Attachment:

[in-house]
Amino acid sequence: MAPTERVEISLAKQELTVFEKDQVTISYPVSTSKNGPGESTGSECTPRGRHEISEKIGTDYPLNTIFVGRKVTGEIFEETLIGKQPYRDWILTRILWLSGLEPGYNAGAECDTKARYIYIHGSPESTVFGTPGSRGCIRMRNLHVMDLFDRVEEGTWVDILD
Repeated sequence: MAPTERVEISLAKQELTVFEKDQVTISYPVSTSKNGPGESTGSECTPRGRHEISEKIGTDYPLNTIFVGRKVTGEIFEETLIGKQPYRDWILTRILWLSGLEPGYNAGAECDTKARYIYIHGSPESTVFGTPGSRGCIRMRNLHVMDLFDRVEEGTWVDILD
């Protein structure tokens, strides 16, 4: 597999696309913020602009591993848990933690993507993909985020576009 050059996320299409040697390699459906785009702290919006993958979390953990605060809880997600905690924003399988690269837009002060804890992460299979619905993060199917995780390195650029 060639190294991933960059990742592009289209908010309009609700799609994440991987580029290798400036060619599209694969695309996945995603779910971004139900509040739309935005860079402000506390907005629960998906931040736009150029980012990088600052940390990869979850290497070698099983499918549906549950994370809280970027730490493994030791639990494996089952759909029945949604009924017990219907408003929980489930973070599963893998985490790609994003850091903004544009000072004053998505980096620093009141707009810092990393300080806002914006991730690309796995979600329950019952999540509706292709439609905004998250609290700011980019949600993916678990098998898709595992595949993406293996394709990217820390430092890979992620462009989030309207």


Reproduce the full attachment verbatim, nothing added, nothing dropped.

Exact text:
[in-house]
Amino acid sequence: MAPTERVEISLAKQELTVFEKDQVTISYPVSTSKNGPGESTGSECTPRGRHEISEKIGTDYPLNTIFVGRKVTGEIFEETLIGKQPYRDWILTRILWLSGLEPGYNAGAECDTKARYIYIHGSPESTVFGTPGSRGCIRMRNLHVMDLFDRVEEGTWVDILD
Repeated sequence: MAPTERVEISLAKQELTVFEKDQVTISYPVSTSKNGPGESTGSECTPRGRHEISEKIGTDYPLNTIFVGRKVTGEIFEETLIGKQPYRDWILTRILWLSGLEPGYNAGAECDTKARYIYIHGSPESTVFGTPGSRGCIRMRNLHVMDLFDRVEEGTWVDILD
């Protein structure tokens, strides 16, 4: 597999696309913020602009591993848990933690993507993909985020576009 050059996320299409040697390699459906785009702290919006993958979390953990605060809880997600905690924003399988690269837009002060804890992460299979619905993060199917995780390195650029 060639190294991933960059990742592009289209908010309009609700799609994440991987580029290798400036060619599209694969695309996945995603779910971004139900509040739309935005860079402000506390907005629960998906931040736009150029980012990088600052940390990869979850290497070698099983499918549906549950994370809280970027730490493994030791639990494996089952759909029945949604009924017990219907408003929980489930973070599963893998985490790609994003850091903004544009000072004053998505980096620093009141707009810092990393300080806002914006991730690309796995979600329950019952999540509706292709439609905004998250609290700011980019949600993916678990098998898709595992595949993406293996394709990217820390430092890979992620462009989030309207």